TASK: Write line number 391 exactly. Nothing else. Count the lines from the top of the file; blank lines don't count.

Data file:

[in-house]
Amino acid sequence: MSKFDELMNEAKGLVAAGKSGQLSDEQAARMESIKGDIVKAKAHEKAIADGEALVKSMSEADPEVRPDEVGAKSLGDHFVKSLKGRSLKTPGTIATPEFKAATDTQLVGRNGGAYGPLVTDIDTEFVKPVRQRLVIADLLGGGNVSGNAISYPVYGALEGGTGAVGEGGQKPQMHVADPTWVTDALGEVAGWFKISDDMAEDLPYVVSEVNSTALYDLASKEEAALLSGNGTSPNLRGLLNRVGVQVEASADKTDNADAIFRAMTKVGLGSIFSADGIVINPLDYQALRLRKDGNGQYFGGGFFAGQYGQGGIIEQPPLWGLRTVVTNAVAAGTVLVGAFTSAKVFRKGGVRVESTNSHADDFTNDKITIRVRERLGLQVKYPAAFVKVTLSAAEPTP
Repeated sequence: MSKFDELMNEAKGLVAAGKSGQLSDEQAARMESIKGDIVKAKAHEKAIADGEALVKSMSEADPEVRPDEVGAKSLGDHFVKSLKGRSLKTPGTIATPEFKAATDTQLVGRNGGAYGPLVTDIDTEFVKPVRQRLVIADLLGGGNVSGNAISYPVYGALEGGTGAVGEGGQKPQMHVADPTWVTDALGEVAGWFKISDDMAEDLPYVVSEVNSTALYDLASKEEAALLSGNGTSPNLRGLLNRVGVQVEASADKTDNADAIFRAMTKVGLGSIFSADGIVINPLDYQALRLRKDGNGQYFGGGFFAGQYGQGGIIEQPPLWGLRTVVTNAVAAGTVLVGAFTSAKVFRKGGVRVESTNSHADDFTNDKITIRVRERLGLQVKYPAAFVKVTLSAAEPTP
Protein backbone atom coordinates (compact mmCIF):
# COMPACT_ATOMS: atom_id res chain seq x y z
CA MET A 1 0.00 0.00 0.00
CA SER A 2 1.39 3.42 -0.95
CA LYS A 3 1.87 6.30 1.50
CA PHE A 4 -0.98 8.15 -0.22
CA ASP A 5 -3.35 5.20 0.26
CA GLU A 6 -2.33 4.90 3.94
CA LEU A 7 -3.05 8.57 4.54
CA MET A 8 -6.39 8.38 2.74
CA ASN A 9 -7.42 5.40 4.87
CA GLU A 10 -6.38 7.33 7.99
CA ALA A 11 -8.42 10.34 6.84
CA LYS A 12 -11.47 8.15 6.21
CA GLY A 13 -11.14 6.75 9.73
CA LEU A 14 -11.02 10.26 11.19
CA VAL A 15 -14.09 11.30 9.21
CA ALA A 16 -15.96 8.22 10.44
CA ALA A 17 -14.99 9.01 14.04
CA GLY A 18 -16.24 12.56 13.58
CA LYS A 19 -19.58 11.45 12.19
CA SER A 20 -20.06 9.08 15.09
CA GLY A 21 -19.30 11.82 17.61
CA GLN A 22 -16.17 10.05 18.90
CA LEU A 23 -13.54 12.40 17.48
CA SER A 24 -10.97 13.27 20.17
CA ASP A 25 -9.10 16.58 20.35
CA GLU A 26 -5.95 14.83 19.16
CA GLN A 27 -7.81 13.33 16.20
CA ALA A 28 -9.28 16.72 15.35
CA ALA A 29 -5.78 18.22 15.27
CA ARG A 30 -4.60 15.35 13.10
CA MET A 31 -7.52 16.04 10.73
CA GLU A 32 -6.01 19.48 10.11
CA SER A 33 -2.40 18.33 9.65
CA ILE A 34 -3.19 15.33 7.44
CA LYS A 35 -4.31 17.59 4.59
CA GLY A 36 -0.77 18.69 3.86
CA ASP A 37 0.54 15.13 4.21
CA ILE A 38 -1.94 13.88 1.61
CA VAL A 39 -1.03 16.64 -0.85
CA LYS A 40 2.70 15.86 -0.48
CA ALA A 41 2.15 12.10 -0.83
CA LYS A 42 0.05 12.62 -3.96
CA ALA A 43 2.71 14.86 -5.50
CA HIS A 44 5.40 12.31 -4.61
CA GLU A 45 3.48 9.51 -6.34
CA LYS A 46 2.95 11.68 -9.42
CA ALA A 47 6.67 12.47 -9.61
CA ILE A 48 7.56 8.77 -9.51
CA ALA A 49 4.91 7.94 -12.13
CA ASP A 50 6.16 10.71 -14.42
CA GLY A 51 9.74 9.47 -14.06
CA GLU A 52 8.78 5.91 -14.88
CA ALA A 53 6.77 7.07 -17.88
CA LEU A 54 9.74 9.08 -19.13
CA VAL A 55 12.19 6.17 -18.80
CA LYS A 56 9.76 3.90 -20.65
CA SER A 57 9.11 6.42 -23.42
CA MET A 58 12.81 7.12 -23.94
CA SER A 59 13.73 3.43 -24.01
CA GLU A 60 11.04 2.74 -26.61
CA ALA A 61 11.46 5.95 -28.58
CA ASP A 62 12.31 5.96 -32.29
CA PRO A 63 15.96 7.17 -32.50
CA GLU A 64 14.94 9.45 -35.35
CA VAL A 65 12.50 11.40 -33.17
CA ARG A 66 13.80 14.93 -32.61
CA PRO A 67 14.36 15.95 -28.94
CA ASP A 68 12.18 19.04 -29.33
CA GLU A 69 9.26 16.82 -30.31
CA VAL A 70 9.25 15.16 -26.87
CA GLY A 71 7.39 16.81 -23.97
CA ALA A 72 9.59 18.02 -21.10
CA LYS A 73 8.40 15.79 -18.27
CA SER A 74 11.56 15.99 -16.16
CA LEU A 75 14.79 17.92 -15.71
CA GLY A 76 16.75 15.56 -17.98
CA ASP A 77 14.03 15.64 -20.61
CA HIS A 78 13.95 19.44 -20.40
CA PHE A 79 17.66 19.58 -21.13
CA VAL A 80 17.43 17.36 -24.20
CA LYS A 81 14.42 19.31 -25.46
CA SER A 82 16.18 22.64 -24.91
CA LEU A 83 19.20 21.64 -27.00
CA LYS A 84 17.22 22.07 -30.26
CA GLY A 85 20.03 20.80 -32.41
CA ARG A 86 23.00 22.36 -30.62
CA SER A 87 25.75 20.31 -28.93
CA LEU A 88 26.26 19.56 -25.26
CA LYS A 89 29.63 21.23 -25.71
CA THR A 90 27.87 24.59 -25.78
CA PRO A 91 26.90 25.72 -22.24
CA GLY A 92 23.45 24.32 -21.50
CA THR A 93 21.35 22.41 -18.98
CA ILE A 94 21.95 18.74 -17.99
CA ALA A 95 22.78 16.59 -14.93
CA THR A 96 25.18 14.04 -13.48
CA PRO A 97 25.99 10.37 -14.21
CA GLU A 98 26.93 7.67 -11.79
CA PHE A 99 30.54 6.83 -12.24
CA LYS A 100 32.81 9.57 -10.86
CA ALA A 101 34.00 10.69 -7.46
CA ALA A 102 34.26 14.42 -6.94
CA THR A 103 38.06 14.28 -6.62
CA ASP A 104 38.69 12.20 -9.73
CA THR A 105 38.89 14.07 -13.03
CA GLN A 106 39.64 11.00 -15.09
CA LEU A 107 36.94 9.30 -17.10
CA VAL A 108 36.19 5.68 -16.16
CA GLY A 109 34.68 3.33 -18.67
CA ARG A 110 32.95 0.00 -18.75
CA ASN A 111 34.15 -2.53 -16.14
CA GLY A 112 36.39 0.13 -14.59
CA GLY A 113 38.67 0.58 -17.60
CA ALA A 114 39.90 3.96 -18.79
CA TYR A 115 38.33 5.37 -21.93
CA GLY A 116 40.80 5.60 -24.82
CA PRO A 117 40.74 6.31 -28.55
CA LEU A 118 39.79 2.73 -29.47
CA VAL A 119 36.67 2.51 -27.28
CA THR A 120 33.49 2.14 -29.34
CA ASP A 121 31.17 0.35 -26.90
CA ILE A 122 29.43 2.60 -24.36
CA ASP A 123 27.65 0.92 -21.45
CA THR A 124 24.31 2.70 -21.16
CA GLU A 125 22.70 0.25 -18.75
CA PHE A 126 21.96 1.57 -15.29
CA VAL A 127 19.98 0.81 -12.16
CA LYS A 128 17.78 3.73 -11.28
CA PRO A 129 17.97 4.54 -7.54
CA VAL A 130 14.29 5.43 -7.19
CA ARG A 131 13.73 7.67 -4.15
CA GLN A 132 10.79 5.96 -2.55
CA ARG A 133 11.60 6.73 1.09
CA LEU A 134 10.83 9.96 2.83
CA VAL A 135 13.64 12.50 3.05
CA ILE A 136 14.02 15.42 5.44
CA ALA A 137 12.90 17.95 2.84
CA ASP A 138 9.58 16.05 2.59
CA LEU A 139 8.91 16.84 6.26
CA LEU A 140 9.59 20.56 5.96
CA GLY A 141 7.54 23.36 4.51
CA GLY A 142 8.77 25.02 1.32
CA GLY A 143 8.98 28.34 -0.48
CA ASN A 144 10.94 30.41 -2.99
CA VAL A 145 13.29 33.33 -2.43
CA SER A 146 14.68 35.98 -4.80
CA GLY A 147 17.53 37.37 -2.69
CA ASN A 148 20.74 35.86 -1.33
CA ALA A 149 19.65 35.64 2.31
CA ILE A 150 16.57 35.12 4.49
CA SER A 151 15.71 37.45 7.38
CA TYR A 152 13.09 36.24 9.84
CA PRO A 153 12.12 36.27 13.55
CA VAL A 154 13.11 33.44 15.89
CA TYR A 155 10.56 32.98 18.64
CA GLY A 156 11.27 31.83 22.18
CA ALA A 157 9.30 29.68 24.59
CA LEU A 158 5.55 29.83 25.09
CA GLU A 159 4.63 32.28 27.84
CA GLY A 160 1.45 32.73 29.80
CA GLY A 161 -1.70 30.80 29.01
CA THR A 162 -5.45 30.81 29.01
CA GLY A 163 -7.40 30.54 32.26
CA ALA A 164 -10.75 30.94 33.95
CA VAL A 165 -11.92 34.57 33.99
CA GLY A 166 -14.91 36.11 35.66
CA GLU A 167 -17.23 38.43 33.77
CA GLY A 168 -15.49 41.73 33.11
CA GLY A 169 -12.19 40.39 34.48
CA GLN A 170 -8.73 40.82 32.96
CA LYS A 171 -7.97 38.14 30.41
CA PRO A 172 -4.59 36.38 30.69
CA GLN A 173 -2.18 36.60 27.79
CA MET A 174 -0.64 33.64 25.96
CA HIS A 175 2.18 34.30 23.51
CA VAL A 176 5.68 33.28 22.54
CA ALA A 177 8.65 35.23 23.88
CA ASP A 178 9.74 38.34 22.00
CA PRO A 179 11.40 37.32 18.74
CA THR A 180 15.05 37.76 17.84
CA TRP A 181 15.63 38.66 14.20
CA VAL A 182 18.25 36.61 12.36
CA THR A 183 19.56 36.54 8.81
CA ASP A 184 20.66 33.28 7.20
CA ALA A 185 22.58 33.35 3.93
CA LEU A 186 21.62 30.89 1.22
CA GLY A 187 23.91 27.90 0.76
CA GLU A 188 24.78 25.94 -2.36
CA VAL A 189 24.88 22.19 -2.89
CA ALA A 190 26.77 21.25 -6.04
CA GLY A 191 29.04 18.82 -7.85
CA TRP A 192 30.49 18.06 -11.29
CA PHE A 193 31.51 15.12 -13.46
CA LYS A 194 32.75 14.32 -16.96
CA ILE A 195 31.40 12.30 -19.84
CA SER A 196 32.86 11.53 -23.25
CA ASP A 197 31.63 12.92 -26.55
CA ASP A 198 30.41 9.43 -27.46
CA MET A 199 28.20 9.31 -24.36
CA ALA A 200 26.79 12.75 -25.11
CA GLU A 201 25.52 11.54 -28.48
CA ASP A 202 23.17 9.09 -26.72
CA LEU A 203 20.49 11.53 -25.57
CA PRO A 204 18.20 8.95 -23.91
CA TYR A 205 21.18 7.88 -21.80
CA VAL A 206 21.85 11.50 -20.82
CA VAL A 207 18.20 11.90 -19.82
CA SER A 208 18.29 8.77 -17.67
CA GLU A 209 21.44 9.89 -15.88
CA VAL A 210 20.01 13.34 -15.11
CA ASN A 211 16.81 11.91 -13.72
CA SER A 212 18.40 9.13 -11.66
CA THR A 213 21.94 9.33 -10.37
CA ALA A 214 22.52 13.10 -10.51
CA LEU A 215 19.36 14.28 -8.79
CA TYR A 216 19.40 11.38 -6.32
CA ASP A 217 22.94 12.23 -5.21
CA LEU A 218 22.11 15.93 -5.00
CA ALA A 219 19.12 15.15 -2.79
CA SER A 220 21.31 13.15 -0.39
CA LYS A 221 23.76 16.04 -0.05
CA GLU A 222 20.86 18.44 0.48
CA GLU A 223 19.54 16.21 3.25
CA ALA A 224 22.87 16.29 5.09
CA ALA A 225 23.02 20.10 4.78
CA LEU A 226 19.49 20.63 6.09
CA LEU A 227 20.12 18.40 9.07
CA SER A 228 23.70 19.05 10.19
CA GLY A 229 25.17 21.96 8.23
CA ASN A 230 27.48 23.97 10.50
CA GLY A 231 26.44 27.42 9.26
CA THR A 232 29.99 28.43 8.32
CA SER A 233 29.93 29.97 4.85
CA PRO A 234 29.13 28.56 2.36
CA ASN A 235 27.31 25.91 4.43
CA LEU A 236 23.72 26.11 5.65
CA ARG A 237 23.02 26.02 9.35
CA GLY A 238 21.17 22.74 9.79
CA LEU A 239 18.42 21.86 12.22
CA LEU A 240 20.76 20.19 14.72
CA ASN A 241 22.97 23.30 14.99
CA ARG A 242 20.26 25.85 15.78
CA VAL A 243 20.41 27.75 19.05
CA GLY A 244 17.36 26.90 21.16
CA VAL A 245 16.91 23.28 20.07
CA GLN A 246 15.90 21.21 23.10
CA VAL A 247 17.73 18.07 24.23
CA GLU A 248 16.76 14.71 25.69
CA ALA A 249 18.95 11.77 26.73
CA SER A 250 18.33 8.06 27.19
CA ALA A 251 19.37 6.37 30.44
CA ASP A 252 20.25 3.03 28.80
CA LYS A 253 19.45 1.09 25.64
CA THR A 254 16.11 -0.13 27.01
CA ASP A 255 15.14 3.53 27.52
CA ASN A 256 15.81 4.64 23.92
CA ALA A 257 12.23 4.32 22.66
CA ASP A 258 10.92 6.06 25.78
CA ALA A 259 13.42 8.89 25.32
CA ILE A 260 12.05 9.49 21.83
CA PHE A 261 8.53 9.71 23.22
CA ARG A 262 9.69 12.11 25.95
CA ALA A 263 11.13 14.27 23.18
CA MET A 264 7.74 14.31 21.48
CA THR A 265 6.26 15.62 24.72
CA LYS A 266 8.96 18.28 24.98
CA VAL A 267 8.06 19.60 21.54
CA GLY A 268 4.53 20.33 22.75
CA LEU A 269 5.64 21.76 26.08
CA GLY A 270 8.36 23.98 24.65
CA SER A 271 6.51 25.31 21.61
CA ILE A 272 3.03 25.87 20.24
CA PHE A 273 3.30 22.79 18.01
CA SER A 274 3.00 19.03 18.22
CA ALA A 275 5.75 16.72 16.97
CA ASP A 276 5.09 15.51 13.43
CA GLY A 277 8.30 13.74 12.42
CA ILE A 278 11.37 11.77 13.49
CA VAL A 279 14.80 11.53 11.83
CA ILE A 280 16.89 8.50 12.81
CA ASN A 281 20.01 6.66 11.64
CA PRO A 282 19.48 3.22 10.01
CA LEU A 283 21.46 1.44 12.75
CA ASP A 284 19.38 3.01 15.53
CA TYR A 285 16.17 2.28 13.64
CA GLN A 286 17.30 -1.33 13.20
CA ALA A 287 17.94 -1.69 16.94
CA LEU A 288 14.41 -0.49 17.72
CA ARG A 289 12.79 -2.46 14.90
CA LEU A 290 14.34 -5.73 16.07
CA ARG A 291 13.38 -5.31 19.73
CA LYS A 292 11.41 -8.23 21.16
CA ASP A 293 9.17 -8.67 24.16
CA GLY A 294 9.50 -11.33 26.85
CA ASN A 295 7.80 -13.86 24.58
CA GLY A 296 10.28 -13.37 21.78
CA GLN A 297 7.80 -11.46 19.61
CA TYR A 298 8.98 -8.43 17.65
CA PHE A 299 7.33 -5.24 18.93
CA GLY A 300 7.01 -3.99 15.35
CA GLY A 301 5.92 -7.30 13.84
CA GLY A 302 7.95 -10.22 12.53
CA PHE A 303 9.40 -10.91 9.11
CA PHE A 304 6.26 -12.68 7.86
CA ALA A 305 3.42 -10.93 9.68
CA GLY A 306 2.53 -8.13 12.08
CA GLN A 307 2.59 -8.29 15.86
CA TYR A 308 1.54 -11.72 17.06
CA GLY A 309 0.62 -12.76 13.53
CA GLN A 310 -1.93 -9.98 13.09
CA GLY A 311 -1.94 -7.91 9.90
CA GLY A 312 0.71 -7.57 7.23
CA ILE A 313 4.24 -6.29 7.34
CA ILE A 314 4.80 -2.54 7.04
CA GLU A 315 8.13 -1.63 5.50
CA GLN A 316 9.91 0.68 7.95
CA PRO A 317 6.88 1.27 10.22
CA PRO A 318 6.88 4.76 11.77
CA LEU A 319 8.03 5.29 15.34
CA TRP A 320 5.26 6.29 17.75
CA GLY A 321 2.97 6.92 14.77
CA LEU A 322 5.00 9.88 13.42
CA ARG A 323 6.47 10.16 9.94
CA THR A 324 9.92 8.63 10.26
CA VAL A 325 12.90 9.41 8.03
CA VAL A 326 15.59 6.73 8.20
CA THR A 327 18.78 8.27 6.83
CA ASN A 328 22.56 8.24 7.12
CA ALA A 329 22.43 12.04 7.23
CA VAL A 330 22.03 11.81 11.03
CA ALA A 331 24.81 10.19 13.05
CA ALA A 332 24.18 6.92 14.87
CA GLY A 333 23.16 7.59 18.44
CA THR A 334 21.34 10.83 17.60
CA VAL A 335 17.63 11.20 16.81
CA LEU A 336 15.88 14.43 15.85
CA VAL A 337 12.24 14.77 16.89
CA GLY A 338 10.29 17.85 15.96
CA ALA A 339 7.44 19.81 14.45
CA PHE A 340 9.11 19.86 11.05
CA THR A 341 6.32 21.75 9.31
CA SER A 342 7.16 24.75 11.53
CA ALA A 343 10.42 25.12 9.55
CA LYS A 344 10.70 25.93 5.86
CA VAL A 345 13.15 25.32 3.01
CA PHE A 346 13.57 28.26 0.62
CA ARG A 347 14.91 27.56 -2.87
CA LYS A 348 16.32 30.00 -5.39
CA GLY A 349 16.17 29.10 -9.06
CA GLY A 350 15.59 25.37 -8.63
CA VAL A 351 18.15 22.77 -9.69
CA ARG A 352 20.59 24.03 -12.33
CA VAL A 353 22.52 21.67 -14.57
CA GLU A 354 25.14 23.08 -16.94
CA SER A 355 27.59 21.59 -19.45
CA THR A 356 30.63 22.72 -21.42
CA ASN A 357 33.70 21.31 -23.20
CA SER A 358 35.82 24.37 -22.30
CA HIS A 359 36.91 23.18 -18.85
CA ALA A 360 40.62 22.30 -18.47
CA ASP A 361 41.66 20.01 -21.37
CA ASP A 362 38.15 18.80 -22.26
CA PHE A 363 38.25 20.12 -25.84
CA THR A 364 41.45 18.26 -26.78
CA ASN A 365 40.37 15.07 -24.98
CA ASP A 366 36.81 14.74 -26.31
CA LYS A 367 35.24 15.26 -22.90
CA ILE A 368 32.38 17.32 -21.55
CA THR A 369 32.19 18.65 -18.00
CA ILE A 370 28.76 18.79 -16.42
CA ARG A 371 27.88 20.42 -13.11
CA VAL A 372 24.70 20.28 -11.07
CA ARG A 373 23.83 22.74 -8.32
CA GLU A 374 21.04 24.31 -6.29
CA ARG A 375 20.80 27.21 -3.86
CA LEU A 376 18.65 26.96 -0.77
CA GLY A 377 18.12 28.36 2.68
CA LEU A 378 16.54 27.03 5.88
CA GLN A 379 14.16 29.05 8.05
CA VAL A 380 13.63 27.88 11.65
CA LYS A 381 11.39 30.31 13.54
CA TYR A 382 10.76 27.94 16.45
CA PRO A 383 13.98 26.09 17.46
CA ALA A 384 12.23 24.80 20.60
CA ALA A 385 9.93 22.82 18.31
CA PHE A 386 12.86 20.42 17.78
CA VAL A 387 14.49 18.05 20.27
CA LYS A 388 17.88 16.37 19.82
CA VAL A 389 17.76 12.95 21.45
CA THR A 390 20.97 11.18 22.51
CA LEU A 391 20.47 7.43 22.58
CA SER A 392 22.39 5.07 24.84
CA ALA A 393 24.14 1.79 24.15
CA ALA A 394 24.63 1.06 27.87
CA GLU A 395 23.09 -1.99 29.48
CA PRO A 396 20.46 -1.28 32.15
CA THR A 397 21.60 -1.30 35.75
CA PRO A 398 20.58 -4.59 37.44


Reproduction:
CA PHE A 386 12.86 20.42 17.78